BBC fights to save Ross after Brand 'sacrificed'
The BBC was fighting to save the career of its star presenter Jonathan Ross last night after sacrificing Russell Brand in the controversy over obscene telephone calls to the 'Fawlty Towers' actor Andrew Sachs.
Both were suspended yesterday by the corporation's director-general, but while Ross went no further than issuing a public apology for his behaviour, Brand announced that he was quitting his £200,000-a-year Saturday night Radio 2 show.
Ross, who is on a three-year £18m (e22.7m) contract, pointedly did not offer to step down and the BBC is hoping Brand's abrupt departure will halt the clamour for more resignations.
Brand resigned before he was sacked from the show he has presented since November 2006. In a rambling video broadcast in which he appeared to be standing next to a photograph of Stalin, Brand said he took "complete responsibility".
He said he hoped his departure would lead to Ross and the BBC enduring "less forensic wrath" over the scandal.
One BBC executive said: "This was about Brand's radio show. It was not Ross's programme."
Ross expressed regret for his "juvenile" and "stupid error of judgment".
The apology, issued through his solicitors, Shillings, said: "I am deeply sorry and greatly regret the upset and distress that my juvenile and thoughtless remarks on the Russell Brand show have caused."
Mark Thompson, the BBC's director-general, had taken the unprecedented decision to suspend both presenters for their "gross lapse of taste" which he said had caused "severe offence".
By last night, a record 27,000 complaints had been made about the series of obscene calls to Mr Sachs (78), in which the two men alleged that Brand had slept with Mr Sach's 23-year-old granddaughter and joked that he might kill himself.
The suspension only came 11 days after the calls were broadcast on Brand's Radio 2 show. Last night, it emerged that they had been approved two days earlier by the BBC production team headed by Dave Barber the head of specialist music and compliance at Radio 2.
Mr Barber will be a central figure in the internal inquiry into the affair set up by Mr Thompson which is expected to be completed by the end of the week.
Lesley Douglas, the controller of Radio 2, will also be in the line of fire. Her office was alerted last week about the lewd calls but failed to take any action.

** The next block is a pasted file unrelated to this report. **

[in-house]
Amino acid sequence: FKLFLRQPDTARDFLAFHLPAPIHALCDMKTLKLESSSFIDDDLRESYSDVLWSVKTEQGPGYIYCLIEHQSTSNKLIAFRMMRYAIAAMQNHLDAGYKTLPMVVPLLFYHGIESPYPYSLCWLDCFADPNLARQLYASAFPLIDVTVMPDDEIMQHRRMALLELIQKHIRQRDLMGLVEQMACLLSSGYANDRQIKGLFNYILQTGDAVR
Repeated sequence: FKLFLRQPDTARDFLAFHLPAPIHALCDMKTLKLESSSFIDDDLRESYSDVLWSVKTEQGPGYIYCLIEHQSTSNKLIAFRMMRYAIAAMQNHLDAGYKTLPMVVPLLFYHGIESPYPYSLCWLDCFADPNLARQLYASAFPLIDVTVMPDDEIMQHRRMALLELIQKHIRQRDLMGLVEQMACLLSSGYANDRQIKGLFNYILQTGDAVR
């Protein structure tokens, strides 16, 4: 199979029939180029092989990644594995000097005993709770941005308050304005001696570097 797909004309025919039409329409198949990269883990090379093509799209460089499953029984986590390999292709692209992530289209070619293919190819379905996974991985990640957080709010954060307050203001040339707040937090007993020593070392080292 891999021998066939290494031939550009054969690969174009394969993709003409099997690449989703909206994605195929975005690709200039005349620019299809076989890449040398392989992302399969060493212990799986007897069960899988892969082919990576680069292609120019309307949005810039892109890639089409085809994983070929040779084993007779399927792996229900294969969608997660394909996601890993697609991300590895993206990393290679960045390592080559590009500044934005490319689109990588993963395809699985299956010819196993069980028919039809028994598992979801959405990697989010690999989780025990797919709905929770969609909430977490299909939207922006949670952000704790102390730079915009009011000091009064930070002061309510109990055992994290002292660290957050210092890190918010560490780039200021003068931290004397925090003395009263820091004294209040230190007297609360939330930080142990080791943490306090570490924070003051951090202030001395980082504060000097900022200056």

Mr Thompson yesterday cut short a family holiday in Sicily after the BBC Trust, the governing body, demanded swift action against the presenters.
Yesterday the planned filming of Ross's Friday night talk show was cancelled and the pressure to terminate his contract, which has 18 months to run, continued with Jack Straw, the Justice Secretary, calling publicly for both men to be dismissed.
In an article in his local paper in Blackburn, Mr Straw said: "If the presenters concerned had been working for a local radio station does anyone seriously believe that they'd still be in post? Of course not. They'd have been given their P45. And it's difficult not to feel that that's exactly what should happen to these two so-called 'stars'."
Michael Parkinson, the veteran broadcaster, joined the chorus of condemnation. "Whichever way you look at it, it's not funny and it's upsetting to an old man like Andrew Sachs," he said.
"Would Jonathan like somebody on the radio saying, 'I've ****** your granddaughter'?
Mr Sachs said of Russell Brand's decision to quit his BBC radio show: "I respect his decision. I hope he moves forward, I really hope he does."
He said he would not make a formal complaint to the police. "They got it badly wrong and made a poor team", but he was not seeking revenge.
Granddaughter Georgina Baillie added: "I'm thrilled because justice has been done." (© Daily Telegraph, London)